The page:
NIHR | October 2020 |Breast cancer surgery is safer for older women than has been assumed
Between 2013-2018 over 3000 women aged 70 or over with operable breast cancer were recruited to a NIHR- funded cohort study. The majority (83.4 %) of the women underwent surgery; with researchers tracking their progress for two years. One of the study’s key findings is that no deaths were attributable to surgery for breast cancer. According to the authors of the study, this suggests that surgery for breast cancer in women in this age group is perhaps safer than thought.
This study is part of a wider- Bridging the Age Gaps in Breast Cancer- project which aims to examine the characteristics and outcomes (survival, quality of life and adverse events) of women aged at least 70 years in the UK undergoing surgery for breast cancer.
- Fewer than one in five women (19.3%) had an adverse outcome, such as a dangerous blood clot (DVT) or wound pain.
- a woman’s age predicted what surgery she would receive. The oldest women in the group were twice as likely to have a mastectomy than the youngest women (59.1% vs 29.9%). Younger women were more likely to have breast-conserving surgery, with less breast tissue removed. This may relate to the lack of screening in older women, so cancers tend to be found when they are bigger and women feel a lump.
- older women were less likely to have lymph glands under the armpit removed (axillary surgery) than younger women (91.4% vs 98.6%). The aim of axillary surgery is to find out if the cancer has spread, and to remove any cancer in the axilla.
- just 2.8% of the women in this study who had a mastectomy went on to have reconstructive sugery. This compares to one in five (20%) women overall in the UK.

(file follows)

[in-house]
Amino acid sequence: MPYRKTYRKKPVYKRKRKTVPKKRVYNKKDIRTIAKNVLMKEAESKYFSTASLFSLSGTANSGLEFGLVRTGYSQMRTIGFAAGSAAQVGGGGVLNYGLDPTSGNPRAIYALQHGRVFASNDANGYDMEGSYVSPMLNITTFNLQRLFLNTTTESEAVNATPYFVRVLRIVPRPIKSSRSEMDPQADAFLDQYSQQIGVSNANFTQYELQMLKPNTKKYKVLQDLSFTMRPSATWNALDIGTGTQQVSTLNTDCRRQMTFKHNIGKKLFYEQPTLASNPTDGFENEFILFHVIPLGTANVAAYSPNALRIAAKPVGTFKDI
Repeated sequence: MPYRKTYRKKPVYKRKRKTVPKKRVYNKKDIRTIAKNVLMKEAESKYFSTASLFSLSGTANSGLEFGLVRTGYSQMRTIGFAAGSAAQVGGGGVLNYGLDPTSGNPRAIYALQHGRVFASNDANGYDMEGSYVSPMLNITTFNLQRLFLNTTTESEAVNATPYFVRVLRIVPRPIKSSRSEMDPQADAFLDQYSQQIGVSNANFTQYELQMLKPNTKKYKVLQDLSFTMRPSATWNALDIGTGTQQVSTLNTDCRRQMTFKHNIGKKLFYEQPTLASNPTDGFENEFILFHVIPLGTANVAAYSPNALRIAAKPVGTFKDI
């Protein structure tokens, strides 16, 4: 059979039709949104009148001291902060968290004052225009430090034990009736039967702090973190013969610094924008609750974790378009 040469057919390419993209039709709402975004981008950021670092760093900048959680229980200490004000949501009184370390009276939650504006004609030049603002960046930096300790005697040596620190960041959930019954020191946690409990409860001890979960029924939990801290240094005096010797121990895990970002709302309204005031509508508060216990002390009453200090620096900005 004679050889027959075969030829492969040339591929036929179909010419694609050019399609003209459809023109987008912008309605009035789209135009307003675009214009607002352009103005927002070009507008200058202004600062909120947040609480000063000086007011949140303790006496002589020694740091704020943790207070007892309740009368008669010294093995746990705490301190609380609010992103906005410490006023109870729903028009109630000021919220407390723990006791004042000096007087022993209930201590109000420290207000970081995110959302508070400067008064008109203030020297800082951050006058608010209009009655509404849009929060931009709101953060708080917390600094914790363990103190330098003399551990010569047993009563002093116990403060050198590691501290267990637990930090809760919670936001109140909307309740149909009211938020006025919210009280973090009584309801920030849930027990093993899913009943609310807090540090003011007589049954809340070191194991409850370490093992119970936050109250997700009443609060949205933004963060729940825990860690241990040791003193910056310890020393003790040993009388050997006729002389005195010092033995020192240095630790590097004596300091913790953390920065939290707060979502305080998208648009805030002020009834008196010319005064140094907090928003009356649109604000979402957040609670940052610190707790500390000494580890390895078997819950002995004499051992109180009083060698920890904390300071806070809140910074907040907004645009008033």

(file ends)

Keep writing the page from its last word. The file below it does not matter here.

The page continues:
- quality of life was lower after surgery particularly for those who had more breast tissue removed as in mastectomy.
- the risk of being unable to carry out some standard day to day tasks was higher after surgery.
Morgan, J. L., George, J., Holmes, G., Martin, C., Reed, M. W., Ward, S., … & Wyld, L. (2020). Breast cancer surgery in older women: outcomes of the Bridging Age Gap in Breast Cancer study. British Journal of Surgery.
Breast cancer surgery in older women is variable and sometimes non‐standard owing to concerns about morbidity. Bridging the Age Gap in Breast Cancer is a prospective multicentre cohort study aiming to determine factors influencing treatment selection and outcomes from surgery for older patients with breast cancer.
Women aged at least 70 years with operable breast cancer were recruited from 57 UK breast units between 2013 and 2018. Associations between patient and tumour characteristics and type of surgery in the breast and axilla were evaluated using univariable and multivariable analyses. Oncological outcomes, adverse events and quality‐of‐life (QoL) outcomes were monitored for 2 years.
Among 3375 women recruited, surgery was performed in 2816 patients, of whom 24 with inadequate data were excluded. Sixty‐two women had bilateral tumours, giving a total of 2854 surgical events. Median age was 76 (range 70–95) years. Breast surgery comprised mastectomy in 1138 and breast‐conserving surgery in 1716 procedures. Axillary surgery comprised axillary lymph node dissection in 575 and sentinel node biopsy in 2203; 76 had no axillary surgery. Age, frailty, dementia and co‐morbidities were predictors of mastectomy. Age, frailty and co‐morbidity were significant predictors of no axillary surgery. The rate of adverse events was moderate, with no 30‐day mortality. Long‐term QoL and functional independence were adversely affected by surgery.
Breast cancer surgery is safe in women aged 70 years or more, with serious adverse events being rare and no mortality. Age, ill health and frailty all influence surgical decision‐making. Surgery has a negative impact on QoL and independence, which must be considered when counselling patients about choices.
Further information on the project is available from the University of Sheffield’s Medical School Bridging the Age Gap in Breast Cancer